• Israeli defence minister Benny Gantz hosted Abbas at his home in Rosh Ha’ayin on 28 December, marking the first time the Palestinian leader held talks with a senior Israeli official in Israel since 2010. The meeting was the second between the two men, following a phone call in July and in-person meeting in Ramallah in August. This represents the first high-level contact between senior Israeli and Palestinian leaders in over a decade.
  • Despite accusing Israel of failing to implement its commitments to a two-state solution, Abbas has – much to the anger of some critics – ignored previous hardline stances adopted by the Central Council. In 2018, council members called for Abbas to suspend the PLO’s 1993 recognition of Israel until it recognises Palestine as a state and halt security coordination with Israel.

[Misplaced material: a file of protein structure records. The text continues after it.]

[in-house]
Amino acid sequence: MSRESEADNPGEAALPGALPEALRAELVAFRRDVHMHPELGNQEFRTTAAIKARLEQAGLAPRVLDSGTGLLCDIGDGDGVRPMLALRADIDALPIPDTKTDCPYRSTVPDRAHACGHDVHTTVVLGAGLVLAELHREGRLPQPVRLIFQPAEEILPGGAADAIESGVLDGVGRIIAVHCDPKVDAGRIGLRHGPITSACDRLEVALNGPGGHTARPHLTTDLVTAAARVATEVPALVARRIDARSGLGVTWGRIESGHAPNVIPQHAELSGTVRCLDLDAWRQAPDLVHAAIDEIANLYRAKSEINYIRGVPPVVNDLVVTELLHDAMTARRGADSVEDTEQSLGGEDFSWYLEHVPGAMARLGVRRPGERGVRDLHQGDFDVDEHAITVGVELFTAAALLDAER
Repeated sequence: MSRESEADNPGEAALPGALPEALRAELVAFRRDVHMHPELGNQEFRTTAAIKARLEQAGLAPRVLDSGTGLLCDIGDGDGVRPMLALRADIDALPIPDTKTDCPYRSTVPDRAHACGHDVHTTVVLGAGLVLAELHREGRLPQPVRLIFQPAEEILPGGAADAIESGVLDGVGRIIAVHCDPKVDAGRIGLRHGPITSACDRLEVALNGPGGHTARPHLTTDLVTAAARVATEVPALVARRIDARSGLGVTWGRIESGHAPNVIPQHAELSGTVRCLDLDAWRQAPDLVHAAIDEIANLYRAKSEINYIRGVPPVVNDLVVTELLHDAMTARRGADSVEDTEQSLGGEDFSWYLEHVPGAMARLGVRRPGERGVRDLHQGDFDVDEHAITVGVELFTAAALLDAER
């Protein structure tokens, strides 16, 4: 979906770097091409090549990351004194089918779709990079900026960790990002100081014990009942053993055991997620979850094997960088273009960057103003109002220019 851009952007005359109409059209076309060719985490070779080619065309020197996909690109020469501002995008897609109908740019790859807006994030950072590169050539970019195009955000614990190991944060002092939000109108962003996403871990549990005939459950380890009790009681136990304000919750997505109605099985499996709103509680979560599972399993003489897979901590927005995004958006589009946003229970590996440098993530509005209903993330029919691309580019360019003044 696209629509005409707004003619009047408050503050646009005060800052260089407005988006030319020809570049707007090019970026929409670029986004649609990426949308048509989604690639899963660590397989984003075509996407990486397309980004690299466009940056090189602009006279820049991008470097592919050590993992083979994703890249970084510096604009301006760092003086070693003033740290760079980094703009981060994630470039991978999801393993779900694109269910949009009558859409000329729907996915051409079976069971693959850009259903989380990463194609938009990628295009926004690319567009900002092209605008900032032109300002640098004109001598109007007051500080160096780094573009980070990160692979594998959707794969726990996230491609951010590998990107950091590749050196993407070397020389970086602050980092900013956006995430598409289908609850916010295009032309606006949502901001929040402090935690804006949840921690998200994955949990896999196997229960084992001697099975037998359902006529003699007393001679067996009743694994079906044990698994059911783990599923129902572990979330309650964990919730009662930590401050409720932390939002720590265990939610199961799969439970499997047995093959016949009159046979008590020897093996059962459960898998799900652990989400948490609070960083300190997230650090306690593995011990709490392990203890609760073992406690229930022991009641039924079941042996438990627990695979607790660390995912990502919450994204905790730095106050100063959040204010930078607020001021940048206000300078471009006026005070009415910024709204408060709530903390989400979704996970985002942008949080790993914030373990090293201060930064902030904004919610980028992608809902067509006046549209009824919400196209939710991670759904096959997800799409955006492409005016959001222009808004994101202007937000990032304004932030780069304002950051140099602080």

• Abbas also pledged reforms to the PA, which is widely seen as inefficient, authoritarian and wracked by corruption. “We would like to emphasise that we attach great importance to the comprehensive reform process and take it seriously,” the president told the Central Council members. The US secretary of state, Anthony Blinken, pressed Abbas on the need for reform during a call with the president last week.
  • While proceedings of the council meeting were carried live on Palestinian television, coverage ended shortly before Abbas began speaking, suggesting his remarks were not intended for wider public consumption.

…but “pay for slay” stays